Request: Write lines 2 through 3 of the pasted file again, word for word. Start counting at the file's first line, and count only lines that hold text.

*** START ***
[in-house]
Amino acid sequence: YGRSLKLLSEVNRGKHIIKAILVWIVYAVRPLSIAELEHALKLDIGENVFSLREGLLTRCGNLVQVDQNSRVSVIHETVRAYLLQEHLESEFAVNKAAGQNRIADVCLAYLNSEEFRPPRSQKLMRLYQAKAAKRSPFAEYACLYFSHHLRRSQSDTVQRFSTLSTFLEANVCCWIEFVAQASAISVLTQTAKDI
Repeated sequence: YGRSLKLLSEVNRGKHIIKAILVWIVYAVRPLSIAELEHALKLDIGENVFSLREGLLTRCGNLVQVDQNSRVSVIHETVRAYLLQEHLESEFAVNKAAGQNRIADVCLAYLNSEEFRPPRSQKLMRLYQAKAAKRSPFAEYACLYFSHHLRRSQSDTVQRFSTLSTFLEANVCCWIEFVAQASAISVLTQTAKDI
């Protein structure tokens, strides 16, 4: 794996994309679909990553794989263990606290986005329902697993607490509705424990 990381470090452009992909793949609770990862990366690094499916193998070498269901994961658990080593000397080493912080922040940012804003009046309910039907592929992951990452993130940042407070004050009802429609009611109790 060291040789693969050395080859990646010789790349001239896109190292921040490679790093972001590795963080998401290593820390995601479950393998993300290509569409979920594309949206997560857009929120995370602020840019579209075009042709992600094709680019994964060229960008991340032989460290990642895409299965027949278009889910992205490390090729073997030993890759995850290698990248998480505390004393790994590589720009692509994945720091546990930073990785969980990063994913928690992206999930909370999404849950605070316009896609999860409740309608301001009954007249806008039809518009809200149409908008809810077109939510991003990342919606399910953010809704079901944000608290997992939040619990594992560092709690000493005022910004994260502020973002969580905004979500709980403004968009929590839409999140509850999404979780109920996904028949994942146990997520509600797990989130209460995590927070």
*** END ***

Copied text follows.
Amino acid sequence: YGRSLKLLSEVNRGKHIIKAILVWIVYAVRPLSIAELEHALKLDIGENVFSLREGLLTRCGNLVQVDQNSRVSVIHETVRAYLLQEHLESEFAVNKAAGQNRIADVCLAYLNSEEFRPPRSQKLMRLYQAKAAKRSPFAEYACLYFSHHLRRSQSDTVQRFSTLSTFLEANVCCWIEFVAQASAISVLTQTAKDI
Repeated sequence: YGRSLKLLSEVNRGKHIIKAILVWIVYAVRPLSIAELEHALKLDIGENVFSLREGLLTRCGNLVQVDQNSRVSVIHETVRAYLLQEHLESEFAVNKAAGQNRIADVCLAYLNSEEFRPPRSQKLMRLYQAKAAKRSPFAEYACLYFSHHLRRSQSDTVQRFSTLSTFLEANVCCWIEFVAQASAISVLTQTAKDI